The Africa Center Newsroom

Kathleen Galvin held an international workshop January 28-31, 2015 on Dryland Collaborative Institutions and Innovative Transformations to Sustainability. A group of academics, scholars, managers and practitioners of dryland collaboratives from Mongolia, Kenya and the US met to ‘discover, dream, design and deliver’ research for a Knowledge Network  for addressing natural resource problems in rangelands. Collaboratives/conservancies constitute a new kind of problem-solving organization for sustainable drylands.

In 2014, 1,215 rhinos were killed in South Africa for their horns, which end up in Asia as supposed cures for a variety of ailments. An estimated 30,000 African elephants were slaughtered last year for their tusks to be turned into trinkets. The world loses three rhinos a day and an elephant every 15 minutes. Simply stated, this is an unsustainable situation. Our team at the University of Maryland’s Institute for Advanced Computer Studies has created a new multifaceted approach to combat poaching in Africa and Asia. We devise analytical models of how animals, poachers and rangers simultaneously move through space and time by combining high resolution satellite imagery with loads of big data – everything from moon phases, to weather, to previous poaching locations, to info from rhinos' satellite ankle trackers – and then applying our own algorithms. We can predict where the key players are likely to be, so we can get smart about where to deploy rangers to best protect animals and thwart poachers.

Africa will be able to feed itself in the next 15 years. That’s one of the big “bets on the future” that Bill and Melinda Gates have made in their foundation’s latest annual letter. Helped by other breakthroughs in health, mobile banking and education, they argue that the lives of people in poor countries “will improve faster in the next 15 years than at any other time in history”.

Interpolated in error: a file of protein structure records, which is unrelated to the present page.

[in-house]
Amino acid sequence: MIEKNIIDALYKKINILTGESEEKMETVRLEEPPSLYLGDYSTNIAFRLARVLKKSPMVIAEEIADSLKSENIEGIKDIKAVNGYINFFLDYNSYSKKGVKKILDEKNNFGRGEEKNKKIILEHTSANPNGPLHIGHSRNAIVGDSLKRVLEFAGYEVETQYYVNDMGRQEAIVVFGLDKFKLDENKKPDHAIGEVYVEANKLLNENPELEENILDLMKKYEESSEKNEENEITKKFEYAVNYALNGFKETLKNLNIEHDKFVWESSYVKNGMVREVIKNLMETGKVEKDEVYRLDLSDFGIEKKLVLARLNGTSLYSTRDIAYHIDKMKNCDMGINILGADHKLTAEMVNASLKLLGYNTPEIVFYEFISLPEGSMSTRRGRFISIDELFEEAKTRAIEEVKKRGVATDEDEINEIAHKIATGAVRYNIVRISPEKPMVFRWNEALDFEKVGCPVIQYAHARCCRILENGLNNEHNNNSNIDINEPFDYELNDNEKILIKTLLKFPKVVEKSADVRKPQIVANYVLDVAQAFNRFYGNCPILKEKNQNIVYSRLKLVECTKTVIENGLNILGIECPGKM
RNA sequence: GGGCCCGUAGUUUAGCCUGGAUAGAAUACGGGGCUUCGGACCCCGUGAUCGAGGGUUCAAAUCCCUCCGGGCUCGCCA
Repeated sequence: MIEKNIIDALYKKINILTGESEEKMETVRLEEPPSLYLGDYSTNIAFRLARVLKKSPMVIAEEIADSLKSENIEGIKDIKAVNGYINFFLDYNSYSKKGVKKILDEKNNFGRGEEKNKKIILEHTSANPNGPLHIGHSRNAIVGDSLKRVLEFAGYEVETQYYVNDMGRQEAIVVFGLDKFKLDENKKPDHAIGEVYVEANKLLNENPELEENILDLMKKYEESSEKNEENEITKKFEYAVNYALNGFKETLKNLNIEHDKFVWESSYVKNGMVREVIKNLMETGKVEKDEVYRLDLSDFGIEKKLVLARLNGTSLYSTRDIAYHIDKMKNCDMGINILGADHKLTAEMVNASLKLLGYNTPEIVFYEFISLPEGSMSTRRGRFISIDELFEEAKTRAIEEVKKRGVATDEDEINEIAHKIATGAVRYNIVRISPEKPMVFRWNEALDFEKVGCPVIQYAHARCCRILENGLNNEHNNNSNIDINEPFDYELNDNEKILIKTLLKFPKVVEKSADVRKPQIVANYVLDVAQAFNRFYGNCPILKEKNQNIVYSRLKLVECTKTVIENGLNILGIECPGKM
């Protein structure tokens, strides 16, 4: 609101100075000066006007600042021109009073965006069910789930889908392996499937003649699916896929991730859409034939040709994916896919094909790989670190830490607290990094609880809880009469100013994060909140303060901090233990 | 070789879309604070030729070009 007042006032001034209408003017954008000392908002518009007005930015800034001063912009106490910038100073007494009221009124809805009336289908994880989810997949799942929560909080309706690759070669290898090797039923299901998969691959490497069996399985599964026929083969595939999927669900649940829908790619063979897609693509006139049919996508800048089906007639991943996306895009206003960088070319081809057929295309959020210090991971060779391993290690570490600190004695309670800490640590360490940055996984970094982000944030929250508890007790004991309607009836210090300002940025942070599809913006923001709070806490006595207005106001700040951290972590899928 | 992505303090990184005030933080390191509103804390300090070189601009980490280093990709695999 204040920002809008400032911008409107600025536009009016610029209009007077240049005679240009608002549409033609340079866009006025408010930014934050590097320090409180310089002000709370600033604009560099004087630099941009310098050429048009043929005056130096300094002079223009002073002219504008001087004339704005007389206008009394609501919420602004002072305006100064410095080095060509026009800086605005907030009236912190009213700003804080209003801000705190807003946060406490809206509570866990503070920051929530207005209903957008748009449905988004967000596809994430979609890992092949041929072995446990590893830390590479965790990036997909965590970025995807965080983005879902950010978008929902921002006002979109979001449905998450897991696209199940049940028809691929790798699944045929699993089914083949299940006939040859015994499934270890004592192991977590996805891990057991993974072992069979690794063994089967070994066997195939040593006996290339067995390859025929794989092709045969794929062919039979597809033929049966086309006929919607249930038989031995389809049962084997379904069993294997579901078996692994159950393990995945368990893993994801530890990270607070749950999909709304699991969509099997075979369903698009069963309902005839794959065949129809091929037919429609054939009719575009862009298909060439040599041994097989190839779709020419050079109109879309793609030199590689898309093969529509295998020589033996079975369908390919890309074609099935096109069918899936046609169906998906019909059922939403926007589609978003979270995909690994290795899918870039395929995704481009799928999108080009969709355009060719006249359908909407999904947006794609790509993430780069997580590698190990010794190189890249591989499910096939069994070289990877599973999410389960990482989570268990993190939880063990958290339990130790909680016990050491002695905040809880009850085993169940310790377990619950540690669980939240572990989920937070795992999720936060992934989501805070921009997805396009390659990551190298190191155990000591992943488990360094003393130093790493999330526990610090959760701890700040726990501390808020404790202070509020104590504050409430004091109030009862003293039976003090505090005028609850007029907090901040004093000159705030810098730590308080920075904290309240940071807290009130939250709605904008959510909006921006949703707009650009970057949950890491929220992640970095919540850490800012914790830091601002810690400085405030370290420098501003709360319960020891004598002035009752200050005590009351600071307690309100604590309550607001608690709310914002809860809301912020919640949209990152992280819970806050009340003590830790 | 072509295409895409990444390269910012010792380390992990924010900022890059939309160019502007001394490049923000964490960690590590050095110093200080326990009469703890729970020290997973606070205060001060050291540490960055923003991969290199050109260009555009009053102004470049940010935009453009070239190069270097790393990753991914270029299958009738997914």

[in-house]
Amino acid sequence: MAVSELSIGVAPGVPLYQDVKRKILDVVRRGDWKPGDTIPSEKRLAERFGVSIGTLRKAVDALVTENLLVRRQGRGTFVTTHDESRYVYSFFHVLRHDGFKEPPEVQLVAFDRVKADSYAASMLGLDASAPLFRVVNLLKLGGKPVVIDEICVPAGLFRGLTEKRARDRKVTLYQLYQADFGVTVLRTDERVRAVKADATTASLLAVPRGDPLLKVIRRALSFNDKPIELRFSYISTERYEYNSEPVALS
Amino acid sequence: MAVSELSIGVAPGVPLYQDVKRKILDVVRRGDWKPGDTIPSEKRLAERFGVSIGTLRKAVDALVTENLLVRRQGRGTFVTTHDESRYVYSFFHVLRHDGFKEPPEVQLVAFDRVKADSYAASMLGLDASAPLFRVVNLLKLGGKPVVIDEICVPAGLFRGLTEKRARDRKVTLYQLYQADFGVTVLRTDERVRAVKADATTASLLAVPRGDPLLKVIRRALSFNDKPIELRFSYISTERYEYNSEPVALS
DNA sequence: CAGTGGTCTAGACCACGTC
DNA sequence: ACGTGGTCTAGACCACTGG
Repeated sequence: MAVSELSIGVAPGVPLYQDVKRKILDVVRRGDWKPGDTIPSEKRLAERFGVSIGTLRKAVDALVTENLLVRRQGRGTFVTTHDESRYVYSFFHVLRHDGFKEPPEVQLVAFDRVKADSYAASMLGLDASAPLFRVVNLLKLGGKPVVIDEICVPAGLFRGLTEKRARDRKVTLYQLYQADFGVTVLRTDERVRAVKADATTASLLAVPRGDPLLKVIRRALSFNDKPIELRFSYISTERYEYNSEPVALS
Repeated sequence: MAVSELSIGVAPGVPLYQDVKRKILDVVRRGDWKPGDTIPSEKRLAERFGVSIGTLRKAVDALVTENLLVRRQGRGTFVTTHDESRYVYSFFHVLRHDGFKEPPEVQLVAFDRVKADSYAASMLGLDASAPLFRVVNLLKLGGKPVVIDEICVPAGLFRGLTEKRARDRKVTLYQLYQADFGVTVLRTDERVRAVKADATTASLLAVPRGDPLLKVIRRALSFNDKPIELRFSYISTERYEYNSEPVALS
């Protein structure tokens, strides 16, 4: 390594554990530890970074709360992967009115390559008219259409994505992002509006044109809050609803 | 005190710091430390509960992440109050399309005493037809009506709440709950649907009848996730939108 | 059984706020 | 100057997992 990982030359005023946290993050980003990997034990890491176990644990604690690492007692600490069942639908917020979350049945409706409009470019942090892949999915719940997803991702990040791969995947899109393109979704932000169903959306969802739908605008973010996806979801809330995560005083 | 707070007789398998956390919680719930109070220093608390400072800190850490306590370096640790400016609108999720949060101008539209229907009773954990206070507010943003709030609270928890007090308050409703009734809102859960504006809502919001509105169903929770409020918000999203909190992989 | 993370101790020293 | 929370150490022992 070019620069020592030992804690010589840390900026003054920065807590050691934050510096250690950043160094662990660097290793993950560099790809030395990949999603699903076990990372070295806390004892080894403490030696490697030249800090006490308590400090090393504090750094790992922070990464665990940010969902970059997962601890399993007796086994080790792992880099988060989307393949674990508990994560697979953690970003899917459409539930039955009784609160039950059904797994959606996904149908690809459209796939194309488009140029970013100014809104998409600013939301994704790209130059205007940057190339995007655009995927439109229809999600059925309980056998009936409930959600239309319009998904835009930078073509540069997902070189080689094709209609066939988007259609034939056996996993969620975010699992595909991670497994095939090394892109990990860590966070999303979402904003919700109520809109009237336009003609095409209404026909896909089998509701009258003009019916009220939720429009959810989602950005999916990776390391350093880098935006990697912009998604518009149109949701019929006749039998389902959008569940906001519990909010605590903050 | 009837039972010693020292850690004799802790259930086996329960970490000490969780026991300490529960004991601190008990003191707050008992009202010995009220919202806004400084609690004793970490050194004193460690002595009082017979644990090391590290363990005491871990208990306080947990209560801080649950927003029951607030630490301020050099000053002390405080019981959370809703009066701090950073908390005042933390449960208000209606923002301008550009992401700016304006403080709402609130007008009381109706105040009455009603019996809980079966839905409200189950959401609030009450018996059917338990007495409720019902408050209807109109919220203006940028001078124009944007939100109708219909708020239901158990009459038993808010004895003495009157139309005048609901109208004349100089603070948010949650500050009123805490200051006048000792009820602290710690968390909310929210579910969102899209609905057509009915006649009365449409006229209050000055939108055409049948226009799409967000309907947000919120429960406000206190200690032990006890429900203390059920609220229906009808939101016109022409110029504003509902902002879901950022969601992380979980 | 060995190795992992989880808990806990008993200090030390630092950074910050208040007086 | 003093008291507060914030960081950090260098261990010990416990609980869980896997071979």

The International Social Science Council (ISSC) has awarded Kathleen Galvin  (Anthropology, SoGES), a Transformations to Sustainability grant of € 30,000 for 6 months  to develop a Transformative Knowledge Network on the World’s Rangelands through Social Change.  Galvin and her team will bring together researchers and practitioners from Kenya, Mongolia and the US Great Plains to CSU to develop a large three-year proposal for an internationally comparative research program on rangeland sustainability.

What do the UN Climate talks mean for food and farming?

The world’s leading scientists have already established that climate change is happening now, and that there are many tools and approaches to help farmers adapt, become more food-secure, and even shrink their climate-footprint by reducing greenhouse emissions. For the next two weeks, world leaders are meeting in Lima, Peru, to negotiate a new global climate change deal that will be adopted at next year’s UN Climate conference in Paris.

Kathleen Galvin, Director of The Africa Center, has been elected for The Nature Conservancy in Colorado Board of Trustees. The announcement was made in The Nature Conservancy in Colorado press release on October 20, 2014:

Nairobi, Kenya: This year we celebrate the first Tusker Day on September 22nd which happens to be Elephant Appreciation Day in honor of Satao, Africa's largest elephant bull, slain by poachers on May 30th 2014. Satao belonged to an elite group of elephants called Tuskers because his tusks were so big they almost touched the ground. Tuskers and elephants are facing imminent extinction in 15 years unless we act. We hope that this day will create more awareness on the plight of Tusker elephants.

Wildlife lobbies have disputed the doomsday scenario fronted by the Ministry of Environment in opposing declaration of poaching as a national disaster. In a report presented to a parliamentary committee last week, the ministry's top brass said the move will bring Kenya's tourism industry tumbling down; however, several activists and conservationists are currently lobbying the committee on Environment and Natural Resources to reject the report. The report also claims Vision 2030 will be rendered useless if tourism fails.

During the recent World Water Week in Stockholm, Sweden’s King Carl Gustav presented the city’s prestigious Water Prize to John Briscoe, a former water manager at the World Bank. After many years spent in the international water bureaucracy, Briscoe says he is “controversial and proud of it”. Indeed, the jury’s choice raises contentious questions about dams and their alternatives.

Team members of The Africa Center, Kathleen Galvin and Robin Reid, report on the increase in community-based conservancies in Kenya and how these transformations are benefiting wildlife, livestock, and human well-being.

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